When the words “hearing loss” are spoken, people tend to think of the elderly. But about 1.1 billion teens and young adults are “at risk of hearing loss due to unsafe use of personal devices … nightclubs, bars and sporting events,” according to a study done by the World Health Organization.

Robert Garcia, clinical associate professor and audiology supervisor, said that students are continually putting themselves at risk, but they are unaware of the damage until many years later.

“I can’t say that I’ve seen a trend, because you have to remember that number one: most hearing loss occurs very gradually,” Garcia said. “Unless you are around something like an explosion or a shot gun which … can cause instantaneous permanent hearing loss.”

Since hearing loss is gradual, students are not likely to realize the damage they are causing by listening loud music for long periods of time.

“I listen to music for a good part of every day, about four to six hours,” Cameron Sougey, senior in pre-professional secondary education, said. “And usually my volume is pretty loud, I’m not going to lie.”

Because the damage is not noticeable at first, many students do not go to the doctor for a checkup, let alone realize that they are hurting their ears.

“I don’t see a lot of college students coming in and saying, ‘Gosh, I don’t think I’m hearing that well,’” Garcia said. “College students are starting off with very normal hearing, so in the early stages if they lose a little bit of hearing it’s concerning, but it’s not causing them to not be able to function in the class room.”

The World Health Organization’s studies have shown that the louder the sound, the shorter the time it takes to cause damage. Some students do realize that they are damaging their ears, but do not plan on changing their habits.

“I definitely have hearing problems and I definitely think its related to the music,” Sougey said. “But sometimes it’s just better if it’s loud. If the song is emotional or you’re into it, its just gotta be loud.”

Other students that realize they are affecting their future, however, are planning to start healthier habits.

“I listen to my music about 75 percent of the day,” Brandon Reid, junior in construction science and management, said. “My volume is fairly loud, but that’s gonna change though because my ears are starting to hurt.”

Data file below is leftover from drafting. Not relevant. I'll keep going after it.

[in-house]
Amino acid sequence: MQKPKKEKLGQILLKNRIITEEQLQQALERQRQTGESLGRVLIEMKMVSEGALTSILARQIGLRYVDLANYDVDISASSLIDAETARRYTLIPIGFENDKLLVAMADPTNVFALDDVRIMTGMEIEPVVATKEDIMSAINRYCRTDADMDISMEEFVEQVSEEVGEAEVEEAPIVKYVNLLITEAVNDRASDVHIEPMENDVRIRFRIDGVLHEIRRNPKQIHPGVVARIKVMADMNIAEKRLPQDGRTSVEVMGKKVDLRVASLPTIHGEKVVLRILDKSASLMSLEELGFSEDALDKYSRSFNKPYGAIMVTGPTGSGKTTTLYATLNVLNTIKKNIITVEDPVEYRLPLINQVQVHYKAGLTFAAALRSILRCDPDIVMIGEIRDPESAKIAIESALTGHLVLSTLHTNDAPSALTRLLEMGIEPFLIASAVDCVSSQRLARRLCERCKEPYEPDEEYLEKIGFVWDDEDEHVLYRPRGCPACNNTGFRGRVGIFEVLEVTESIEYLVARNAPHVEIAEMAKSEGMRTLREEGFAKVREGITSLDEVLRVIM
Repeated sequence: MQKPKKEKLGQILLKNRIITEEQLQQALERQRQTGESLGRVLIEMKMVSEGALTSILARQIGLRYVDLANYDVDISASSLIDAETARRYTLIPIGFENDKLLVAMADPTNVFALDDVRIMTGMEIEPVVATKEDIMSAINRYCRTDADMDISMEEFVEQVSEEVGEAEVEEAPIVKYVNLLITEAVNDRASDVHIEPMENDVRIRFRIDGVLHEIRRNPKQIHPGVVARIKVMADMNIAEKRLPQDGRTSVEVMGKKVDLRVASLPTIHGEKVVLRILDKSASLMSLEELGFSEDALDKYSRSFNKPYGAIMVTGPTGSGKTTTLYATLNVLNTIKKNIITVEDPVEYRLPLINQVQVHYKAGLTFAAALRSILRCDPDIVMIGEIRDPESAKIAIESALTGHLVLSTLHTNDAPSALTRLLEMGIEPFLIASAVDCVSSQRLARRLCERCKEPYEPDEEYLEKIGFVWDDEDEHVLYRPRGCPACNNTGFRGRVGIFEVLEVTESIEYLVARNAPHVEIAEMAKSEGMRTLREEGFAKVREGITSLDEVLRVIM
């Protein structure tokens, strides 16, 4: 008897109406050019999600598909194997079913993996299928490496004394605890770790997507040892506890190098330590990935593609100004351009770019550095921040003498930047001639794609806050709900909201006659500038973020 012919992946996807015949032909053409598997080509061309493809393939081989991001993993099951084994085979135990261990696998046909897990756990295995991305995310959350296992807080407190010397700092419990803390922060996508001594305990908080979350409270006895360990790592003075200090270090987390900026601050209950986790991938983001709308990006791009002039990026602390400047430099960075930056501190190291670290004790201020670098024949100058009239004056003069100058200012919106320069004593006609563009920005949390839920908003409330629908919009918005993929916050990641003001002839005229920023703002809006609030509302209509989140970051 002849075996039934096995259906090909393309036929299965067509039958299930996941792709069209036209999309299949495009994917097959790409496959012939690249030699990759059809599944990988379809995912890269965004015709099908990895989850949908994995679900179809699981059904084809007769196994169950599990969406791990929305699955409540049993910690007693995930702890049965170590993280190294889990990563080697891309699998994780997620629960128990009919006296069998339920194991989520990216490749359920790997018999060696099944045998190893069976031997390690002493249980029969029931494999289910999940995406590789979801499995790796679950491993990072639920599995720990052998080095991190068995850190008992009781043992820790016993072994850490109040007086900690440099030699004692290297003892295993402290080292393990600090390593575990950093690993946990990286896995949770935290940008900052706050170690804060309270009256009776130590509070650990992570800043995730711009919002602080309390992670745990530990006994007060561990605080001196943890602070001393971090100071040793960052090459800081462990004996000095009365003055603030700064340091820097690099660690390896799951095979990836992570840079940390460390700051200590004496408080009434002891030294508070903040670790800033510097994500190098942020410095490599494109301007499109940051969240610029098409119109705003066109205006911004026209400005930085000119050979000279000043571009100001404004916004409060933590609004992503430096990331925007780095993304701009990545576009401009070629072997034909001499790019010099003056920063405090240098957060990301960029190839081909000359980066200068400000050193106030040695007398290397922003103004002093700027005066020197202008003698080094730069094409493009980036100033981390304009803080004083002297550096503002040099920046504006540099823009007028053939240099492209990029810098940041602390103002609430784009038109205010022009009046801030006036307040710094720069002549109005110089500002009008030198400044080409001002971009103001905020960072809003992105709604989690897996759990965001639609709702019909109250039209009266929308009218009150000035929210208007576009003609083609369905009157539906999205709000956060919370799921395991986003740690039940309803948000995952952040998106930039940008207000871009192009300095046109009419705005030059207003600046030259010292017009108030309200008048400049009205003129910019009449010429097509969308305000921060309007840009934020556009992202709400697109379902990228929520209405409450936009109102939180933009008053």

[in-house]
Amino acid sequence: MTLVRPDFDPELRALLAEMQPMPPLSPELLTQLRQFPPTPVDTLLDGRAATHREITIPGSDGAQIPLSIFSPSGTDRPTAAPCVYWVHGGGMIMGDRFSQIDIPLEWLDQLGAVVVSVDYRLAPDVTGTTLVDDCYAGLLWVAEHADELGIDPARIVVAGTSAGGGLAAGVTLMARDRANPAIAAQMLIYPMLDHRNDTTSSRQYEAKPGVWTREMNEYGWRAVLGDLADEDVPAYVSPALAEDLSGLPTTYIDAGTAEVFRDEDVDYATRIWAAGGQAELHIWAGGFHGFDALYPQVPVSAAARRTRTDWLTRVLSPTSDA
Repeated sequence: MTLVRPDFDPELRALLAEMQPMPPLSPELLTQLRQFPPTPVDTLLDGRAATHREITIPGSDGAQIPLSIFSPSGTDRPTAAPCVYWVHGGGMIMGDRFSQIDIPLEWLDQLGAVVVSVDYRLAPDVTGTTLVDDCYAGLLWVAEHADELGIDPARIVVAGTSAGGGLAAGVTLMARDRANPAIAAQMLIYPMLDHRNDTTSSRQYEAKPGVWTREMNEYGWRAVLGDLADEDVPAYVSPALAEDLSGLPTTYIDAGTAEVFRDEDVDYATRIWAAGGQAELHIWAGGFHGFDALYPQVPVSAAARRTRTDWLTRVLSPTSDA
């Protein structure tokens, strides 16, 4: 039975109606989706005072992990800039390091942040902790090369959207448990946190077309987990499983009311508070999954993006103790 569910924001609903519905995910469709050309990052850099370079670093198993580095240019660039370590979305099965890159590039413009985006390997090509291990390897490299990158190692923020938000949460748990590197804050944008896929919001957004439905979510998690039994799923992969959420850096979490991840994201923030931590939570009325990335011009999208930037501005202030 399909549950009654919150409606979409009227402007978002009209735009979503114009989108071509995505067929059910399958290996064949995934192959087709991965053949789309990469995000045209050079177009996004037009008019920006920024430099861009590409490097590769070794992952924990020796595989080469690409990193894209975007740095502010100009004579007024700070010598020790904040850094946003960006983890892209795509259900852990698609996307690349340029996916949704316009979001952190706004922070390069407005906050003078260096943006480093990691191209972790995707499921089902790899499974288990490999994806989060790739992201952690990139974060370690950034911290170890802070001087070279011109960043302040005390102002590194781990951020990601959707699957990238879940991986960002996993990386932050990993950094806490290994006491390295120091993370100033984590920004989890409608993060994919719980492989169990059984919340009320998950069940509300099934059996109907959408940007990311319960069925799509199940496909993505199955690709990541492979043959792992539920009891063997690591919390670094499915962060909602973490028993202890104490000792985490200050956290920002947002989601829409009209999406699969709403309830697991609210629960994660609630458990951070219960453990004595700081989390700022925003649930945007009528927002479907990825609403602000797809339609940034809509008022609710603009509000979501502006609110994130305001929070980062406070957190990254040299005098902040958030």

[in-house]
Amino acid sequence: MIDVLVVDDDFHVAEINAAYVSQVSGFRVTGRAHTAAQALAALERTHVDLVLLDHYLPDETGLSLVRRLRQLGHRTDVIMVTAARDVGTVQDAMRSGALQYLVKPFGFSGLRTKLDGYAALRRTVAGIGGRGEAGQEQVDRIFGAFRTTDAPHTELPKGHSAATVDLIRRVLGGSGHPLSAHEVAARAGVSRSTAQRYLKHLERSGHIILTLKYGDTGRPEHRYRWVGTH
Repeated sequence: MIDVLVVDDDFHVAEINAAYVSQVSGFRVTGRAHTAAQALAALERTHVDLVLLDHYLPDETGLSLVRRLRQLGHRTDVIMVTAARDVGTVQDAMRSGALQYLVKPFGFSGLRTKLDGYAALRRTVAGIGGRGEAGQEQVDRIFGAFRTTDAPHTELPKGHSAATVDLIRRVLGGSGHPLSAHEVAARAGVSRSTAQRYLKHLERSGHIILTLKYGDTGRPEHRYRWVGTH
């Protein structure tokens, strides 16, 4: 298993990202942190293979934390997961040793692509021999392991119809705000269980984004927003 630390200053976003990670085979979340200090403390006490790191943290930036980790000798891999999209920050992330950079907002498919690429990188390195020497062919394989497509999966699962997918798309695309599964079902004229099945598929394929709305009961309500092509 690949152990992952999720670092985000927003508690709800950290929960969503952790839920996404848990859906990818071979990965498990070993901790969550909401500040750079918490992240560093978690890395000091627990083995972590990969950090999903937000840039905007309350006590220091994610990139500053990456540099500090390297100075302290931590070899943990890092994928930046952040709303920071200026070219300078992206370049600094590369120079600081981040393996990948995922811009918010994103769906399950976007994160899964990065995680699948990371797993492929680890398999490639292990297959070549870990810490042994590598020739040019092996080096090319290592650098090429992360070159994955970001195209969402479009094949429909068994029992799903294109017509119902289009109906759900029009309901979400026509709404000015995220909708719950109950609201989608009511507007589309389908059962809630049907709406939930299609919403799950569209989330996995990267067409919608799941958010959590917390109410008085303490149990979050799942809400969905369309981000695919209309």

Both WHO and Garcia recommend students protect their ears by keeping the volume down, using ear plugs at sporting events, using canceling headphones and shortening the amount of time exposed to loud noise.

Brett Butler, junior in music education, said he believes the subject should be widely taught to help all students keep their hearing healthy.

“It’s a good topic and it should definitely be covered in classes,” Butler said. “There are too many kids around this age experiencing (hearing loss) that aren’t going to realize it until it’s too late.”

Another way for students to protect their hearing is to limit noisy activities and take short breaks from noise. The louder the noise, the shorter amount of time it takes to damage the ears.

“Whether it’s a bar, whether its a basketball games, whether its listening to music, it doesn’t matter how the loud sound is getting there or if it’s music or a lawnmower, all the ear cares about is that it is (loud),” Garcia said.

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Jamie Teixeira
My name is Jamie Teixeira and I am a senior English and journalism with a minor in Leadership. I am the president of Sigma Tau Delta International English Honor Society, a tutor at the K-State Writing Center,and a member of the K-State Tap Dance Ensemble. My future plans are to become an editor or publisher of children's literature. Outside of school I love to read and cuddle with my kitten, Bert.